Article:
Renovated family home: Anna's 1930s semi-detached home is a masterclass in modern style

By Aoife Valentine 15-02-2019

From run down project to pristine renovated family home, Anna Martin's semi-detached 1930's house is a study in using colour in a subtle, considered way

Photography and styling Colin Poole | Words Annabelle Grundy

renovated family home hallway HALLWAY The bright spacious hall creates a fabulous first impression, and the original 1930s stained glass was a plus point, as were the hall’s panelling and stair rail, which were dark-brown stained wood when Anna discovered them under sheets of hardboard. Painting the woodwork off-white and adding eye-catching Cole and Son Hicks Hexagon wallpaper has transformed the hall into a fresh, modern space.

It’s a familiar refrain for anyone who’s ever house-hunted. You discover an affordable house in an area that you’d previously thought was beyond your budget. The catch? It invariably needs complete renovation, and for Anna and Jason Martin, that’s exactly what happened with their three-bed home in Nottingham – except they were happy about it.

“It’s a cliché, but it really was all about the potential,” says print and textile designer Anna of her now-completed renovated family home. “We were after a home we could grow into and raise a family in. There was scope here to knock through and create the open-plan kitchen-dining area I’d always imagined having.”

And so, over the last few years, the couple has gradually transformed the tatty interior, pulling up old carpets and stripping away hardboard sheets to reveal original 1930s wooden floors, doors and panelling.

renovated family home kitchen KITCHEN Anna gave thought to how she’d zone this open-plan space: the kitchen’s L-shaped layout forms a natural boundary between the cooking area and the sofa, but still leaves the space open, sociable and family-friendly. The grey marbled concrete flooring has a subtle sheen and conceals underfloor heating, while walls are painted in Farrow and Ball’s Cornforth White Modern Estate Emulsion and Little Greene’s Basalt Intelligent Matt Emulsion to create a simple, yet dramatic effect.

“The house was pretty run-down and almost everything from the kitchen cupboards to the front gate, was some shade of yellow,” recalls Anna, who adds, “uncovering a few well-preserved period features was a lovely bonus.”

These days, those drab yellows have been replaced by deep near-blacks that Anna offsets with crisp whites and dashes of pink and purple. The contrast of dark and light adds drama to the renovated family home.

“I don’t ‘do’ a lot of colour on walls or with furniture, but I like using accessories to add bright little pops,” she explains.

The understated palette chimes with Anna’s taste for clean, clutter-free spaces. She’s a big fan of simple Scandi style and mid-century modern lines, but is also happy to soften things by adding comfy textiles, interesting, hand-picked ornaments and a few touches of sparkle and shine.

renovated family home dining room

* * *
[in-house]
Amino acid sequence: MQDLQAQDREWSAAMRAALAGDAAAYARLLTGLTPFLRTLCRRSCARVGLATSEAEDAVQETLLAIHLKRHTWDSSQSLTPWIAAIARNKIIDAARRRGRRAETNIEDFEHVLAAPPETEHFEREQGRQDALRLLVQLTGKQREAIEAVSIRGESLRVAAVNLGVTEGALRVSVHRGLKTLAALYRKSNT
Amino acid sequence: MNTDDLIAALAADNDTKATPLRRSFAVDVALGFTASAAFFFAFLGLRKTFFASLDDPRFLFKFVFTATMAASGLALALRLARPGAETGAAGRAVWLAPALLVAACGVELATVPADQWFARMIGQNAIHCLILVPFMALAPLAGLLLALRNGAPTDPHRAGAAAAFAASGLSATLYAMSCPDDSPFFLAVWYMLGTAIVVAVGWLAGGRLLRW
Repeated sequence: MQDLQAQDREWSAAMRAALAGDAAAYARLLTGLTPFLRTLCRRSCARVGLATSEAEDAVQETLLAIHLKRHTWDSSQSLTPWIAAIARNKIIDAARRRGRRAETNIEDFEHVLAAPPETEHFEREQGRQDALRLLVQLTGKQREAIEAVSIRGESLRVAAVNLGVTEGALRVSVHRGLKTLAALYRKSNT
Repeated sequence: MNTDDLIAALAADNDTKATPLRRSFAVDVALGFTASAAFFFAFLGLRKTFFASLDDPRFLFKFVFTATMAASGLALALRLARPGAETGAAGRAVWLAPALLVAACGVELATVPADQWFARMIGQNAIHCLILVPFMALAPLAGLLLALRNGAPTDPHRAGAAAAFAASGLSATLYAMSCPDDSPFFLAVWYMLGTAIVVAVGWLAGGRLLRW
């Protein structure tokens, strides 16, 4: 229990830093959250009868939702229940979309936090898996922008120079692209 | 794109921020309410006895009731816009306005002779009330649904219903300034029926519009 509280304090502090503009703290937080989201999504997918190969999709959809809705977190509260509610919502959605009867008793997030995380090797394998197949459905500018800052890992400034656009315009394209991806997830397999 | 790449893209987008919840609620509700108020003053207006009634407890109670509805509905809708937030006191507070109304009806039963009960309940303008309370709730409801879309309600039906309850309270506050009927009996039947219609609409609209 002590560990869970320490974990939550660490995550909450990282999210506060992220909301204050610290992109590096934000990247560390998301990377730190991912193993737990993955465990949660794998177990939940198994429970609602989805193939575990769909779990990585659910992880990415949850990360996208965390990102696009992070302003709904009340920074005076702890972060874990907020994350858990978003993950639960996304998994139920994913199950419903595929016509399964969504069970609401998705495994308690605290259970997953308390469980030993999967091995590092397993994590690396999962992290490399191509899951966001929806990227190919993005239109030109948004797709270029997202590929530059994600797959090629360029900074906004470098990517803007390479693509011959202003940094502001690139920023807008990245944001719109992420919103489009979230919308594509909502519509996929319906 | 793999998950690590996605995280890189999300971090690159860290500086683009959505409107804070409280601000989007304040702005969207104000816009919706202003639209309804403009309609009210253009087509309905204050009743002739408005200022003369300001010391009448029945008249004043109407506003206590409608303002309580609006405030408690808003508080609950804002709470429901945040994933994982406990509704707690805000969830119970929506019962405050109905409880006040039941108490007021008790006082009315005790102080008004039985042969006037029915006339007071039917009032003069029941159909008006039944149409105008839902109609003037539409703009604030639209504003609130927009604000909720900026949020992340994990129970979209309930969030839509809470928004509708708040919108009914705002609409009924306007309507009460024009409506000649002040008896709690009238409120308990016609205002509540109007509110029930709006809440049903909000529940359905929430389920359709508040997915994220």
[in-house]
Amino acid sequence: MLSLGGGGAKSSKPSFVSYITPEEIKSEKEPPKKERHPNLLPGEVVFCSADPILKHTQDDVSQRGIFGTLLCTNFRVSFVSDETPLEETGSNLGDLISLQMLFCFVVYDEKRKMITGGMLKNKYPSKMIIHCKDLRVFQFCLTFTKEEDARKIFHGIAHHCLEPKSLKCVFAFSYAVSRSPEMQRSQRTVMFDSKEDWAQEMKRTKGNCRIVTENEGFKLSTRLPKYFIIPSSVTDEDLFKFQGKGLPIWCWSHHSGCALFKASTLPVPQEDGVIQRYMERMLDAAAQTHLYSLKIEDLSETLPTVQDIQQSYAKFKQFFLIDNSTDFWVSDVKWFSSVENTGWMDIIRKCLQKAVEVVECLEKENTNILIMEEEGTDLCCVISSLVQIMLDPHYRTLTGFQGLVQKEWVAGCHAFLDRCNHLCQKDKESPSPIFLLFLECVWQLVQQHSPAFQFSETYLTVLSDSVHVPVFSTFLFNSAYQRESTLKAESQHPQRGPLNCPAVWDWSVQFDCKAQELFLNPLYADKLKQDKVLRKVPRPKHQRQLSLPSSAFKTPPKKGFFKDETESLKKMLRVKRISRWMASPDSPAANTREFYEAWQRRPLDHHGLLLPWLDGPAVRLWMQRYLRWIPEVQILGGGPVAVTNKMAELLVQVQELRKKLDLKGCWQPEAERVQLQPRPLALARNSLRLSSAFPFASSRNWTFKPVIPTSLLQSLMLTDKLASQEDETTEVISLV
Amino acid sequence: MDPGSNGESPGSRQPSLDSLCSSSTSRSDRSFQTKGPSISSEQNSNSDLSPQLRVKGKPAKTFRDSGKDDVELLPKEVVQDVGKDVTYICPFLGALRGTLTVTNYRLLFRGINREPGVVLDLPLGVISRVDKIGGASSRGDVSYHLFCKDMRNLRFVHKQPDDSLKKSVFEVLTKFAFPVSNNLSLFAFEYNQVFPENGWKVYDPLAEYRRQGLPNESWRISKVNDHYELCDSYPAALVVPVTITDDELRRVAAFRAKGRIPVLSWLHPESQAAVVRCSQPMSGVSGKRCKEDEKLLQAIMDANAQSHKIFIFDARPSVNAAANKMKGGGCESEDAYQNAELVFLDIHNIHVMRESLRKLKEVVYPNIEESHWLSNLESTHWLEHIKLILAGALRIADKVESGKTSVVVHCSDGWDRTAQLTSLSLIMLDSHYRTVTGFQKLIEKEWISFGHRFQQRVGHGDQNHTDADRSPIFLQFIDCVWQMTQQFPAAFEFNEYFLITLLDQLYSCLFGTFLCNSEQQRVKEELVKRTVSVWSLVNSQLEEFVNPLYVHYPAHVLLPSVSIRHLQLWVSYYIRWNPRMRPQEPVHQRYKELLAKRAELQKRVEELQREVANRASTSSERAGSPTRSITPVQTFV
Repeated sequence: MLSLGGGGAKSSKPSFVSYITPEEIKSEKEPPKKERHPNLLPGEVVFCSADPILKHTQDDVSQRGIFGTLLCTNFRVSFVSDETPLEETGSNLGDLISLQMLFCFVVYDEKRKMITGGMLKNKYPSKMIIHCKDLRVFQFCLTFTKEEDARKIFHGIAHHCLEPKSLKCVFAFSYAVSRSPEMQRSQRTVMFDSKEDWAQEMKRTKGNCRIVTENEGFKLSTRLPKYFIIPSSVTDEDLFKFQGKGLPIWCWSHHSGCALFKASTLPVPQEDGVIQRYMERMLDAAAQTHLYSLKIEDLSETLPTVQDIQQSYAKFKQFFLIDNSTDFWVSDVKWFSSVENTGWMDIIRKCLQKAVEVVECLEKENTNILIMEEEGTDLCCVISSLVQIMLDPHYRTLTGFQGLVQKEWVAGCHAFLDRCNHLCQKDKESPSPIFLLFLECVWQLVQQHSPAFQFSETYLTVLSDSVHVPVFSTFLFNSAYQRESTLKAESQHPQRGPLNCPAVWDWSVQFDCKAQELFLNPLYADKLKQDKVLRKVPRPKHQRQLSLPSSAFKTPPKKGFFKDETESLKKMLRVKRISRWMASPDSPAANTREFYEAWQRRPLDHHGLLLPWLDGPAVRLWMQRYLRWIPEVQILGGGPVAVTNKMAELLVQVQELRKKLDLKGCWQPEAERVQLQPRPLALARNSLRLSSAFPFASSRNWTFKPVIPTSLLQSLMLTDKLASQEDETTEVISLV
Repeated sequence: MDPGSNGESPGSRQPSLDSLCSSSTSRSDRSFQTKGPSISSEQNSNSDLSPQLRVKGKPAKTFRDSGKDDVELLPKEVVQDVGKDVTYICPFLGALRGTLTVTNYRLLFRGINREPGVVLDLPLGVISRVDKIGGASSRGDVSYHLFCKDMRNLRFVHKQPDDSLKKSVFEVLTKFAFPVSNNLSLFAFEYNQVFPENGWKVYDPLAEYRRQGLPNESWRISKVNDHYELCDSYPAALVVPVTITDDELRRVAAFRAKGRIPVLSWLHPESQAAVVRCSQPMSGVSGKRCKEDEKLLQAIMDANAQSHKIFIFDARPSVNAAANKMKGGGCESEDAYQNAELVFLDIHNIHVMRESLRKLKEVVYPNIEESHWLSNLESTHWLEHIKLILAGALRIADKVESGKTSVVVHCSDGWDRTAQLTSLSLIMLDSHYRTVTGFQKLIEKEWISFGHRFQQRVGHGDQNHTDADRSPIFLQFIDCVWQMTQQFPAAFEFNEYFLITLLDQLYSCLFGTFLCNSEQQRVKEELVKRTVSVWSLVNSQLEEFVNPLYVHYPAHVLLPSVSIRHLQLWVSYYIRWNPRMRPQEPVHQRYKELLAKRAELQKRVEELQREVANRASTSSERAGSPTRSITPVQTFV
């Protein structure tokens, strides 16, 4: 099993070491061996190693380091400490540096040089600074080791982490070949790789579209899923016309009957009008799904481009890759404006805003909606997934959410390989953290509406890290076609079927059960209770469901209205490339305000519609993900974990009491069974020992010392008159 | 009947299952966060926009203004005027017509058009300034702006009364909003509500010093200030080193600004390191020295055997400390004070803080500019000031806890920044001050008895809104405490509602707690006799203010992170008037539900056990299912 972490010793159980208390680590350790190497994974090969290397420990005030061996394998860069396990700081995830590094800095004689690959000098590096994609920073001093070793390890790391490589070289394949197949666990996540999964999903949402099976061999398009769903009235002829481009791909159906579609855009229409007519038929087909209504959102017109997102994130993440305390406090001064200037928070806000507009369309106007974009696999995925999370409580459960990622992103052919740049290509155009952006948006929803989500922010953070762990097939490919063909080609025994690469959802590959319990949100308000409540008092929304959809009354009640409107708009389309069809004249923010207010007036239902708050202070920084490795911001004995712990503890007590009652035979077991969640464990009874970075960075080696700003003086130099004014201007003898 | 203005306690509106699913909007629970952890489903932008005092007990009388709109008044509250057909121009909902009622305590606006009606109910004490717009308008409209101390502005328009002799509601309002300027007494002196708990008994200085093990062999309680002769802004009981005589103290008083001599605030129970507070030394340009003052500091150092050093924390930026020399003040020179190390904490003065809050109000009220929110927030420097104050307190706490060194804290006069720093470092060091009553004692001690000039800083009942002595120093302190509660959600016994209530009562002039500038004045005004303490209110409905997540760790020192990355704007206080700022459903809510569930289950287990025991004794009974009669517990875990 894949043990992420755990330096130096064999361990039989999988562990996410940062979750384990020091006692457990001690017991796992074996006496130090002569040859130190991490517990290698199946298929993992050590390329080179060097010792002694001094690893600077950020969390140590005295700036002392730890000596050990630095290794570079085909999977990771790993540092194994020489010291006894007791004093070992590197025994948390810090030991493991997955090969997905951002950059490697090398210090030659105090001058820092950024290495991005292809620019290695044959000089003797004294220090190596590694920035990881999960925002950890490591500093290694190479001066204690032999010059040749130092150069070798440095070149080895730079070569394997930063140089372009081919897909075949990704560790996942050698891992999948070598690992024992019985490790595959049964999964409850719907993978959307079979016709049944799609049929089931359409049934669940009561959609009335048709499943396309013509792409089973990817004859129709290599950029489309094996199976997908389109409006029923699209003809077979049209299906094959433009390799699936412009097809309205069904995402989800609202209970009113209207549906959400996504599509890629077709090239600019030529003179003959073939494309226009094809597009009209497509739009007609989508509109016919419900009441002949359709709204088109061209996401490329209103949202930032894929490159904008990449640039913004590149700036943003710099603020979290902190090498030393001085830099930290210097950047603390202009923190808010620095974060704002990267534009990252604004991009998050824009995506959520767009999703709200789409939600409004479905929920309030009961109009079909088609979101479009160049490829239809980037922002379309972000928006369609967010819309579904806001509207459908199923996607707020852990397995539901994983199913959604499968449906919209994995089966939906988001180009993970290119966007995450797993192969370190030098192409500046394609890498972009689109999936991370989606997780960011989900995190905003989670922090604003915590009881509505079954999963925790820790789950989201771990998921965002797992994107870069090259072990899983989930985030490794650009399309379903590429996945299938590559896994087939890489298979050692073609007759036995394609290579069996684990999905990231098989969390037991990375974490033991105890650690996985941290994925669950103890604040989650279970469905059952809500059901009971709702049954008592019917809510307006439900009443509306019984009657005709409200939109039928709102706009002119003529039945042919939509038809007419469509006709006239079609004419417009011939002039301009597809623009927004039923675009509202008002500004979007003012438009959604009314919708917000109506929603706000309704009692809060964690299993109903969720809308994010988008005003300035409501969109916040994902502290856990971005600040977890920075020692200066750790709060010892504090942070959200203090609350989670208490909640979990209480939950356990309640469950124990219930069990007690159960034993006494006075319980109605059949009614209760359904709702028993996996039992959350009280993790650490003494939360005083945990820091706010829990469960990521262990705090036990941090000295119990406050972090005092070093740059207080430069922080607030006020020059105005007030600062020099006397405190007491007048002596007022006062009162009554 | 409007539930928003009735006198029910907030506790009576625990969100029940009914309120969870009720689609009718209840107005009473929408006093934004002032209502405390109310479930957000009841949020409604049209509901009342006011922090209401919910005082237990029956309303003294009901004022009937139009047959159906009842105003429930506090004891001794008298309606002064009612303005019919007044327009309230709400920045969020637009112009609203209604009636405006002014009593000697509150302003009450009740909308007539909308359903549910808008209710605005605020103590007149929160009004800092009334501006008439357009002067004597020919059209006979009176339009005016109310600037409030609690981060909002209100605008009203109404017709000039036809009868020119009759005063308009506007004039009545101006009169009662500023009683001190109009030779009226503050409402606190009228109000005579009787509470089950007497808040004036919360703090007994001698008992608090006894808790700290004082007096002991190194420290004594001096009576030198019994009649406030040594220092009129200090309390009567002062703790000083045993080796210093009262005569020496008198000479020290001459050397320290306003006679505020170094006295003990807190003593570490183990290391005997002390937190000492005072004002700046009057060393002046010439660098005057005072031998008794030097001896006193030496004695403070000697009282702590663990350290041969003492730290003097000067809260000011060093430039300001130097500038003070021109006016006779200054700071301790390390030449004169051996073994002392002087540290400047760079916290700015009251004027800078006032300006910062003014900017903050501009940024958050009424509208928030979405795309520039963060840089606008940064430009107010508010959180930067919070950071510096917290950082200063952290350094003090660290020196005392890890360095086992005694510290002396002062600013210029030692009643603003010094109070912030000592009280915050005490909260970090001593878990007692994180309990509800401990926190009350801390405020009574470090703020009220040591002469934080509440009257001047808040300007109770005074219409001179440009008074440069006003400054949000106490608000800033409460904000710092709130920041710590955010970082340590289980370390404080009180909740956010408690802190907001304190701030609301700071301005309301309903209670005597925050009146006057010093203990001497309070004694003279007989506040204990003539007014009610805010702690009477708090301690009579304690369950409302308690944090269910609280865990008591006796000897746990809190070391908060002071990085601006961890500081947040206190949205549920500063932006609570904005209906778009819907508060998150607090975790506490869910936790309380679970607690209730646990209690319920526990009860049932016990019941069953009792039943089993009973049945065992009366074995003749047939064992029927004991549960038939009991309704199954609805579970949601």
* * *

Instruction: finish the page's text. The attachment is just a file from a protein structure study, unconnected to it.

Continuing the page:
renovated family home living room LIVING ROOM Anna’s inky walls, painted Farrow and Ball’s Off-Black Modern Estate Emulsion – are offset by a soft rug and warm, inviting fabrics. Pale silver greys and whites add extra levels of depth and interest, boosted by the odd pop of vibrant pink.

While the living room and bedrooms have been completely redecorated, there have been even bigger changes to the bathroom and old-fashioned kitchen and dining room.

“Within months of moving we were expecting our daughter Esme (now nine), so a fresh, modern bathroom was a must-have,” says Anna, “We knocked the existing WC and bathroom into one and fitted a contemporary suite that’s really stood the test of time.”

Creating the longed-for open-plan kitchen-diner was another ambitious project as part of the renovated family home project, involving removing walls, raising the roof-line and installing underfloor heating along with an entire new kitchen and bi-folding garden doors. The work took several months during which the family made do with a microwave and fridge in the living room.

renovated family home bedroom BEDROOM Anna set the mood with the walls, painted in Farrow and Ball’s Down Pipe. She also made some clever placement decisions. She made more room by moving the radiator and re-situating the bed, which is the Smoke bed in Scuttle Grey vintage velvet.

renovated family home bathroom BATHROOM Shutters make a neat treatment for bathroom windows. Space has been maximised with a ladder-type towel-rail – find a similar one at Next and a look-alike freestanding bath at Soak.

renovated family home children's bedroom girl

renovated family home study

The renovation wasn’t all plain sailing. “We didn’t investigate concrete flooring thoroughly enough and ended up using the wrong product in the kitchen, which was a disaster,” Anna remembers.

Their eagerness made them retrace some other steps, too. “In hindsight, we did lots of things in the wrong order. We we went ahead with restoring the wooden floor in the hall and of course, it got ruined during the building work, and we had to sand it all over again later.

Those things are long in the past, though. “It was hard but exciting too, because we’d always planned on having this space,” Anna says. “In terms of flow, layout and look, we’ve got everything we need – and it’s just how I envisaged it.”

 

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